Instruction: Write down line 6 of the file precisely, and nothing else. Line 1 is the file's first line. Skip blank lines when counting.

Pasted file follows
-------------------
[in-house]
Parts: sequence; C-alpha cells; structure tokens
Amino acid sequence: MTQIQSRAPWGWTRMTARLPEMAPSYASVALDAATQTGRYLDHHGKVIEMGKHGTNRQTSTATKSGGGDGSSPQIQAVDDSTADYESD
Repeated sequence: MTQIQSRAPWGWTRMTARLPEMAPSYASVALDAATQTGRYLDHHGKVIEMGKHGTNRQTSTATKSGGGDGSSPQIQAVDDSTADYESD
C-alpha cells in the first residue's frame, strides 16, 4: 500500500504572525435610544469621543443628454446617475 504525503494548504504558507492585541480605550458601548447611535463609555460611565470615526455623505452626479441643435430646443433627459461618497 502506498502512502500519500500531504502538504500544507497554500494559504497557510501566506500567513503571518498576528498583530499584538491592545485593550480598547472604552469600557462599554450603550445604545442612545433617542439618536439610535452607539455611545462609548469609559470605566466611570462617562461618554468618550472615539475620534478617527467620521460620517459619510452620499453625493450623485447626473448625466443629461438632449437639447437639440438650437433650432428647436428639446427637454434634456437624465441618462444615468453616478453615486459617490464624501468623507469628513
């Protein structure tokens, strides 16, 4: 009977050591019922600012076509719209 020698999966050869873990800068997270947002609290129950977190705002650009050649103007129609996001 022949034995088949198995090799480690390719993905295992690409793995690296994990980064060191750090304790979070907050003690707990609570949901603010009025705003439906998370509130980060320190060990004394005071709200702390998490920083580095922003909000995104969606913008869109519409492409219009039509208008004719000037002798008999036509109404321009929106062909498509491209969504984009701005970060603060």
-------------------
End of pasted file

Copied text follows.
């Protein structure tokens, strides 16, 4: 009977050591019922600012076509719209 020698999966050869873990800068997270947002609290129950977190705002650009050649103007129609996001 022949034995088949198995090799480690390719993905295992690409793995690296994990980064060191750090304790979070907050003690707990609570949901603010009025705003439906998370509130980060320190060990004394005071709200702390998490920083580095922003909000995104969606913008869109519409492409219009039509208008004719000037002798008999036509109404321009929106062909498509491209969504984009701005970060603060």